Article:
The health impacts of globalisation: a conceptual framework
This paper describes a conceptual framework for the health implications of the globalisation process in the following three steps: 1) defining the concept of population health and identifying its main determinants; 2) defining the concept of globalisation and identifying its main features; and 3) constructing the conceptual model of globalisation and population health.
The main health determinants are identified and structured by means of a conceptual model, which is based on an analysis of existing health models. The nature of the determinants (institutional, socio-cultural, economic, and environmental) and their level of causality (proximate, distal, and contextual) are combined into a basic framework that conceptualises the complex multi-causality of population health. Contemporary globalisation is defined as an intensification of cross-national cultural, economic, political, social and technological interactions that lead to the establishment of transnational structures and the global integration of cultural, economic, environmental, political and social processes at various levels.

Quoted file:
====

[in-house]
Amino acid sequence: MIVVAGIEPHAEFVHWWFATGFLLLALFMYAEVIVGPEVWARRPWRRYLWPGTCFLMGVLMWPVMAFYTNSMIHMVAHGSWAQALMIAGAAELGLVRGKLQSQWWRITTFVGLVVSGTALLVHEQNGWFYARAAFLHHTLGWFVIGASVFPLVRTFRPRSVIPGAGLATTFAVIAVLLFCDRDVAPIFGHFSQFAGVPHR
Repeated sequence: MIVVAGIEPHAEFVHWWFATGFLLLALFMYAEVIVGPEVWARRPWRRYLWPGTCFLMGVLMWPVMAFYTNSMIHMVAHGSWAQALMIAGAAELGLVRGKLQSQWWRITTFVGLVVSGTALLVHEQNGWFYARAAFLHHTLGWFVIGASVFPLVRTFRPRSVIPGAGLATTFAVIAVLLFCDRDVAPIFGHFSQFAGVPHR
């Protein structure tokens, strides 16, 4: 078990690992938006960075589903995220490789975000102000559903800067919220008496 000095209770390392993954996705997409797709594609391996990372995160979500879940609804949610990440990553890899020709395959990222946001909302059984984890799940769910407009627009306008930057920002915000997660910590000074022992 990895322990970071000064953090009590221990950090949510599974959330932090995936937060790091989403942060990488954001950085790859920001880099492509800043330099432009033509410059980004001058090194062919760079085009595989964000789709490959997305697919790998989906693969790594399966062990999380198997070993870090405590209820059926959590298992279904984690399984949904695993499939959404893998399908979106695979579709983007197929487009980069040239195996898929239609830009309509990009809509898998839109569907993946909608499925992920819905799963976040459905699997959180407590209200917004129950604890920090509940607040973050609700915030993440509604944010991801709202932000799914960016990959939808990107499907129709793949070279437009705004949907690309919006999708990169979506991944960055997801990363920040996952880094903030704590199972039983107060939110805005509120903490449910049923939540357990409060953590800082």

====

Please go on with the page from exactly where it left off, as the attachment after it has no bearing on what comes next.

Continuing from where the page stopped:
The following features of globalisation are distinguished: global governance structures, global markets, global communication and diffusion of information, global mobility, cross-cultural interaction, and global environmental changes. The conceptual framework, subsequently, links features of globalisation with health determinants and specifies how distal and proximate health determinants are affected by globalisation. This study has resulted in valuable insights in health effects resulting from globalisation. The described conceptual framework could give a meaningful contribution to further empirical research by serving as a 'think-model' and is a useful tool to structure future explorations of the health implications of globalisation by means of scenario analysis.
|Author(s)||Huynen MMTE ; Martens P ; Hilderink HBM|